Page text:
By Jeremy Bullmore, campaignlive.co.uk, Friday, 26 June 2009 12:00AM
A: The key phrase is "over time". The brutal truth is that the ultimate responsibility for managing a brand's communications over time cannot be outsourced or subcontracted: it lies firmly with the brand's owner. And all too often, the brand's owner flunks it.
Financial consultants, stockbrokers, auctioneers and estate agents all love churn. Whether things are bought or sold, they profit. And the more often things are bought and sold, the more profit they make. Activity is everything. Churn is good.
A sort of churn effect exists in the marcoms business - and it's all clients' fault. The guiltiest sector is financial services - particularly the high-street banks - who seem to have recklessly shifted their "brand positioning" with every change of marketing director and ad agency. And they've been doing it, too, at exactly the time when customer trust in these institutions was being tested as never before and when stability and consistency would have been most valued. It's clear - but not, I'm afraid, in the least surprising - that the banks' big bosses have been as aloof from, and as ignorant about, what their marketing people were up to as they were of their in-house gamblers.
If a bank appoints a new marketing director, with previous experience in consumer goods and fashion retail, it shouldn't be surprised if he wants to change the advertising. There's very little else he (or indeed she) can change. Marketing directors have little or no control over mortgage and loan rates, branch sites and interior design, staff training and behaviour. So let's change the advertising. Churn is good. If the existing agency is fiercely principled, it will argue for consistency. It will be accused of defensiveness and of being unable to come up with anything new. Quite soon it will have to choose between capitulation and keeping the business - or losing it. Either way, change will occur. What new agency, on that shortlist of eight, is going to base its pitch on the preservation of a brand platform that the previous agency has just been fired for clinging to? Churn is good. It's in nobody's interest to play the continuity card. Except, of course, entirely possibly, the bank's.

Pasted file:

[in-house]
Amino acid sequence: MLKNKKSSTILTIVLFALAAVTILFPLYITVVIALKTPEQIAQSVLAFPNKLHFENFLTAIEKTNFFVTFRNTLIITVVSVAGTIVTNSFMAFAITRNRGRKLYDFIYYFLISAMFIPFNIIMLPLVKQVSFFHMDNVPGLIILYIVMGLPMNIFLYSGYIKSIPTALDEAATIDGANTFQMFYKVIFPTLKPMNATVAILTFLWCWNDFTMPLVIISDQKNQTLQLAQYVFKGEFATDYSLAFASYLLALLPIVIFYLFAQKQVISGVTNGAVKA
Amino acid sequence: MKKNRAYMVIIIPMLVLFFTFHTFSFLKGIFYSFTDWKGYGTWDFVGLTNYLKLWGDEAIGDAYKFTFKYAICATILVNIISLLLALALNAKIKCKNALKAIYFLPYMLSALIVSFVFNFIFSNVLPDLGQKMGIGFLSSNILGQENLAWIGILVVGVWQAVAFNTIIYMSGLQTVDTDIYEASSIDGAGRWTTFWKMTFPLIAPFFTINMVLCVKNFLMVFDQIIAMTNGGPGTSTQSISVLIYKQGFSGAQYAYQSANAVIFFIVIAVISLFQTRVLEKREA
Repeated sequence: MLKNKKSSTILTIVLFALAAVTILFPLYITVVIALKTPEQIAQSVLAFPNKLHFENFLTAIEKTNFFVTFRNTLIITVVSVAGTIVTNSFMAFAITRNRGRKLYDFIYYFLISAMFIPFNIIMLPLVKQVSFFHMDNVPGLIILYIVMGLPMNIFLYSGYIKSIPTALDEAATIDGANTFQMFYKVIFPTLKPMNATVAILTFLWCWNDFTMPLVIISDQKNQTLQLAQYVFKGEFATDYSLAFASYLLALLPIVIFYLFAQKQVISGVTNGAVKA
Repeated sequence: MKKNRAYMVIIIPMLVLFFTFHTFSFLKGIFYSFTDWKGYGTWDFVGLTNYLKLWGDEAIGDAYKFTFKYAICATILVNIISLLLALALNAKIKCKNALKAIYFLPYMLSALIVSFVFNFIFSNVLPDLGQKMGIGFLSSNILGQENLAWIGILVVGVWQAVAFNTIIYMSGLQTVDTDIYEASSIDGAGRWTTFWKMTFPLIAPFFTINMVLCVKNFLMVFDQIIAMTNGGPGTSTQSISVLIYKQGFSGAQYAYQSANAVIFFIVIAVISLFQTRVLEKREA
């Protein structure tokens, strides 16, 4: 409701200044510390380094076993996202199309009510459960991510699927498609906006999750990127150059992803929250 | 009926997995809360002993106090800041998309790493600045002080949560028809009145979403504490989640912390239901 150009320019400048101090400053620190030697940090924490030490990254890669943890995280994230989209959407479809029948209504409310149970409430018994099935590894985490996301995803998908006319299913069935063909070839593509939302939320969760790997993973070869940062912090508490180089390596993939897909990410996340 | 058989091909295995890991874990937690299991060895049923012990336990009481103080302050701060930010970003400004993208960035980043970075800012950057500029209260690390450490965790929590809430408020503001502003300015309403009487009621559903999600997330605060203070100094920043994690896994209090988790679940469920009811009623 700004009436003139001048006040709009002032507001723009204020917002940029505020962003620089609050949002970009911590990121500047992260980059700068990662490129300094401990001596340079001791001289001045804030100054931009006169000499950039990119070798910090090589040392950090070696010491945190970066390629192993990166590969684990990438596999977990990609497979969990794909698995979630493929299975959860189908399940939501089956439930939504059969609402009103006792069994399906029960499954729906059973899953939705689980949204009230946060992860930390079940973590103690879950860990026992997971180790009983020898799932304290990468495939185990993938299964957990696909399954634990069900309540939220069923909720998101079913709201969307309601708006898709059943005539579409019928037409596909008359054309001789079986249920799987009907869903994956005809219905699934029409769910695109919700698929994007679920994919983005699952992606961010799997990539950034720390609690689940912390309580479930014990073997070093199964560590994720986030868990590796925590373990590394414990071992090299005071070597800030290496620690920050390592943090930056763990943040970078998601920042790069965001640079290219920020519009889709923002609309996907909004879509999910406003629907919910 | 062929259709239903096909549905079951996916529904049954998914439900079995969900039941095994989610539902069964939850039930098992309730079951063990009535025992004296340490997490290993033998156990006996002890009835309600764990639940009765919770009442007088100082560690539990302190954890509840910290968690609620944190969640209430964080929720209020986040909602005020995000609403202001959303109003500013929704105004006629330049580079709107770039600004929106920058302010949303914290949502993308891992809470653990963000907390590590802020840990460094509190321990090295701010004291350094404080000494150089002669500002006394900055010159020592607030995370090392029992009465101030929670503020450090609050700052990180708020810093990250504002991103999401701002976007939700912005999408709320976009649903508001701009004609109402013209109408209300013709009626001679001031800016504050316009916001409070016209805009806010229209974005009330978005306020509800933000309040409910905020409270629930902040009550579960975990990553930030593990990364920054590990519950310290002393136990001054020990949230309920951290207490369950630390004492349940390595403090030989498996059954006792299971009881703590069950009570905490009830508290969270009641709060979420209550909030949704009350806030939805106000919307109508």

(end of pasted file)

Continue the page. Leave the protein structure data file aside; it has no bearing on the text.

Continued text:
But to the bank's bosses, the marketing department is just another department, rather like stationery or IT. The chief executive still hasn't bothered to understand brands, let alone recognise that he's the brand manager. Indeed, the marketing director is now careful not to use the word when invited to join the end of a board meeting for the quarterly review. "A bank is not a tin of baked beans, Mr Frobisher!"
There's no reason to believe that new product and brand identity agencies would be any more successful than mainstream agencies at persuading paying clients not to do things. Doing things is what gives them professional satisfaction and pays the bills. Churn is good.
Q: James Sutton writes: I am about to post my first message on our brand new agency blog. Conventional wisdom says that I should write about my drinking habits, steal my planner's comments from her Twitter feed, post up photos from the Christmas agency party, and add a sprinkling of "witticisms" from the creative director. Do you think my entry would be better spent saying something substantial about the agency and what it thinks and feels, rather than the agency and its staff?
A: Thanks, James. But please remember that conventional wisdom isn't always wise. That's the implicit significance of the word conventional. It always needs to be challenged.
There's another piece of conventional wisdom that says that if companies want to be thought cutting-edge and cool, they've got to blog; they've got to be in there with the social networks and be Twittering away. This is a bizarre belief that only new media attract. Nobody says that, if a company wants to be thought cutting-edge and cool, it's got to use direct mail. Only in the early life of a new medium is the choice of that medium an end in itself. After that, as with all established media, it's seen to be just another means to a predetermined end.
If neither you nor your agency is sure whether your blog should contain substantial information about the company or unfortunate photos from your last Christmas party, it's all too obvious that you've absolute no idea why you're doing it. Once you do know why, you'll know the answer to your own question.
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This article was first published on campaignlive.co.uk